Note that 1.2.4 will also be released prior to 2.0 and will include a variety of bugfixes as well as the final deprecation warnings for upgrading an application to 2.0. Big thanks to the whole core team (and all the contributors) for their excellent work.

Presenting @ Ruby East

Posted almost 7 years back at zerosum dirt(nap) - Home

I’m going to be at Ruby East on — oh wow, I’m already here. Hrmm, well nevermind then. Obviously things have been much too busy for pro-active blog entries lately. Sorry about that.

In any case, if you’re here, make sure to hang around until the end to see my Rails Rumble talk, which will include announcing the winners. We’ll also be showing some of the team screencasts, in order to demonstrate just how much you can accomplish with Ruby in a very short amount of time. Should be a fun way to close out the event.

If you’re not lucky enough to be attending this great little regional conference, the winning teams will also be announced on the Rumble Blog sometime later today. Great work everyone.

Bio::Graphics and rails

Posted almost 7 years back at Saaien Tist

As a follow up to my post on Bio::Graphics, I tried integrating this library in a rails application. After all, you'd get your data either from a file (like GFF) or a database. And let me tell you: it took me just 30 minutes or so to get a proof-of-concept running. This included installing rails itself, creating the rails app, creating the database, loading dummy data, and doing the coding itself. That 30 minutes was interrupted for a couple of hours, because I needed some advice from Kouhei Sutou, the author of rcairo, on how to write PNG images in memory instead of to a file.

So how do you do it? The proof-of-concept little database I created contained 3 tables:

  • chromosomes (columns: id, name, length)
  • tracks (columns: id, name, glyph, colour)
  • features (columns: id, chromosome_id, track_id, name, location, url)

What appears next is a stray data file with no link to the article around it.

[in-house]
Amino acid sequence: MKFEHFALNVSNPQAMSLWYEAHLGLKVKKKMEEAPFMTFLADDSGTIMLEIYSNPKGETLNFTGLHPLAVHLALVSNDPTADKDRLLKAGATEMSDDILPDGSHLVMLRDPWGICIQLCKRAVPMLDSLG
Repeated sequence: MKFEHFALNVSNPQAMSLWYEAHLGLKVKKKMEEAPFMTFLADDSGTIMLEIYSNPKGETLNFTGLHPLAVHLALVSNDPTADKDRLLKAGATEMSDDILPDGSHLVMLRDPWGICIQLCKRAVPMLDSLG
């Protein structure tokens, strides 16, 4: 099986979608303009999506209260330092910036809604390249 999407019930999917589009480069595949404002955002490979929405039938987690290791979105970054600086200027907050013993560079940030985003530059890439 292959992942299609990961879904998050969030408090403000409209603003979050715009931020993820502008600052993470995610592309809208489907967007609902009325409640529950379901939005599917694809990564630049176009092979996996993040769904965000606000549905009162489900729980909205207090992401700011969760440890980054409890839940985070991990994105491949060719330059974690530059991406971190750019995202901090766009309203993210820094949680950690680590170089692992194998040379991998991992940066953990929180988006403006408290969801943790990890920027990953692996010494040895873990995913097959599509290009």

Create some features for a couple of different tracks for a particular chromosome.

In views/chromosomes/show.rhtml, add the following line:

<%= @chromosome.to_png %>


My models/chromosome.rb looks like this:

require 'stringio'
require 'base64'
require_gem 'bio-graphics'

class Chromosome < through =""> :features

def to_png(width = 800, start = 1, stop = self.length)
return %{}
end

def draw(width, start, stop)
panel = Bio::Graphics::Panel.new(self.length, width, false, start, stop)
track_container = Hash.new
self.tracks.each do |track|
if ! track_container.has_key?(track.name)
track_container[track.name] = panel.add_track(track.name, track.colour.split(',').collect{|i| i.to_i}, track.glyph)
end
end

self.features.each do |feature|
track_container[feature.track.name].add_feature(feature.name, feature.location)
end

output = StringIO.new
panel.draw(output)
return output.string
end
end


UPDATE: Apparently, Blogger does not allow me to paste the correct code above. In the to_png method, replace the following ascii codes:

  • %7B with {

  • %28 with (

  • %29 with )

  • %7D with }



And that's it. I leave the integration of my ensembl-api, bio-graphics and rails as an exercise for the reader. We could make a ruby version of the Ensembl browser... and then: world domination. Mwahaha.